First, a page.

Tate has been taken repeatedly as the definitive interpreter of Southern history.  In fact, he was ignorant of history and, as far as I can tell, never did any primary research.  He was a speculative theorist, proposing grand ideas that seemed plausible to many.  His biography of Jefferson Davis, written in Paris without any significant sources, was yet presumed to be a profound critique of Confederate military strategy.  The biography was nothing of the sort, nor did Tate know what he was talking about: It is the second-worst book written by any of the Twelve Southerners (the worst being Tate’s silly, misconceived, and badly written novel, The Fathers).

Tate was fond of portraying the Old South as if it were the New, which he did know something about—as an enervated, incomplete regime, doomed to failure.  In fact, the South of the 1850’s, even in the older states, was a dynamic, productive, and optimistic society: How else could it have sustained four years of warfare against a much larger power?  Despite Tate’s theorizing, the Old South never was, never claimed to be, and never wanted to be “a feudal society.”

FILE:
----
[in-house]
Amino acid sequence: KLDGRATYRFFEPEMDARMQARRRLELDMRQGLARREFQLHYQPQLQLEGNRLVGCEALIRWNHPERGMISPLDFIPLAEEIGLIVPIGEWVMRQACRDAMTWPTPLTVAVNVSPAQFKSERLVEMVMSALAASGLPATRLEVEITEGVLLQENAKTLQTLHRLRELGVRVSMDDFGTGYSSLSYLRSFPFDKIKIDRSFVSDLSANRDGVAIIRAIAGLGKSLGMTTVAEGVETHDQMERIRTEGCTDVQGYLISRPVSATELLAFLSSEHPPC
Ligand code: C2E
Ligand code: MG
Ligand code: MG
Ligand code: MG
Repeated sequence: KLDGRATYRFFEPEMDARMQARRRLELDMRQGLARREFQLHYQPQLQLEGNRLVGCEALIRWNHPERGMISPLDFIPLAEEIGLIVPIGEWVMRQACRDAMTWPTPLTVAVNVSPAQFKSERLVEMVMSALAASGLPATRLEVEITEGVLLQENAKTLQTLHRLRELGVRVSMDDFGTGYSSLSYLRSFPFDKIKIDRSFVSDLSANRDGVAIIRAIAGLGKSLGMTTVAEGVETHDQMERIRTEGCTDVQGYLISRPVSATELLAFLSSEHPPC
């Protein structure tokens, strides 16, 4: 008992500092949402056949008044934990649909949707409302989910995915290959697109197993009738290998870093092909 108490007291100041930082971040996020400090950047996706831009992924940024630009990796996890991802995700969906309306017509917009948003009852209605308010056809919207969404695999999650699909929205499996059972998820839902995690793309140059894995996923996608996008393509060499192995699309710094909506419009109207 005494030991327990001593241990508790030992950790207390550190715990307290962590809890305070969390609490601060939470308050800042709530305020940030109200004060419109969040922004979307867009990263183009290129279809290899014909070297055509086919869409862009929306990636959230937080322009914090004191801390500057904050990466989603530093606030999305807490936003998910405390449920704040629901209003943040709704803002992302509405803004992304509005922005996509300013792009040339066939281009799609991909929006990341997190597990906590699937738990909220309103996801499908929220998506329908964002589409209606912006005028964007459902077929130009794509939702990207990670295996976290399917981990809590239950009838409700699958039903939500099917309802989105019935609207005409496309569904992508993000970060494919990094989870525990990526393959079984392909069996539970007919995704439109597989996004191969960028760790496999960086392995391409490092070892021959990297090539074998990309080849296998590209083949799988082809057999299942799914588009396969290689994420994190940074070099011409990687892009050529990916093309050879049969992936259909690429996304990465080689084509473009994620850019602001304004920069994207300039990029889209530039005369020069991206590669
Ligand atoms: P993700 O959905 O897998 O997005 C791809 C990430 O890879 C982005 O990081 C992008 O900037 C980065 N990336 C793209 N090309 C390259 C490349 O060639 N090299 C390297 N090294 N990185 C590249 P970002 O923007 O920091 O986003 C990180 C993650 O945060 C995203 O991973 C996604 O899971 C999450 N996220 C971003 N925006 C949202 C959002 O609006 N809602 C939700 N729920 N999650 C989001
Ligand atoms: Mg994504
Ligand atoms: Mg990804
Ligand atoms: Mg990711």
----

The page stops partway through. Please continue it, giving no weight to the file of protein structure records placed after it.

Tate’s most oft-cited theory is that the South failed because it lacked a coherent theological worldview.  But the South had a unifying theology, if not an established church.  Comparatively, the South has been, and still is, the most solidly Protestant Christian society in the world; that unity has sustained the region under the weight of suffering and preserved its uniqueness.

The Rebuke of History gives us a new, but essentially predictable, narrative of the Agrarian legacy.  The author’s considerable talents as an intellectual historian, nevertheless, do not result in a satisfactory work: Murphy offers no insight concerning the place and influence of Agrarianism in “American Conservative Thought.”  The problem may be, in part, that the intellectual battles in which it is involved are still being fought. 


[The Rebuke of History: The Southern Agrarians and American Conservative Thought, by Paul V. Murphy (Chapel Hill and London: University of North Carolina Press) 351 pp., $19.95]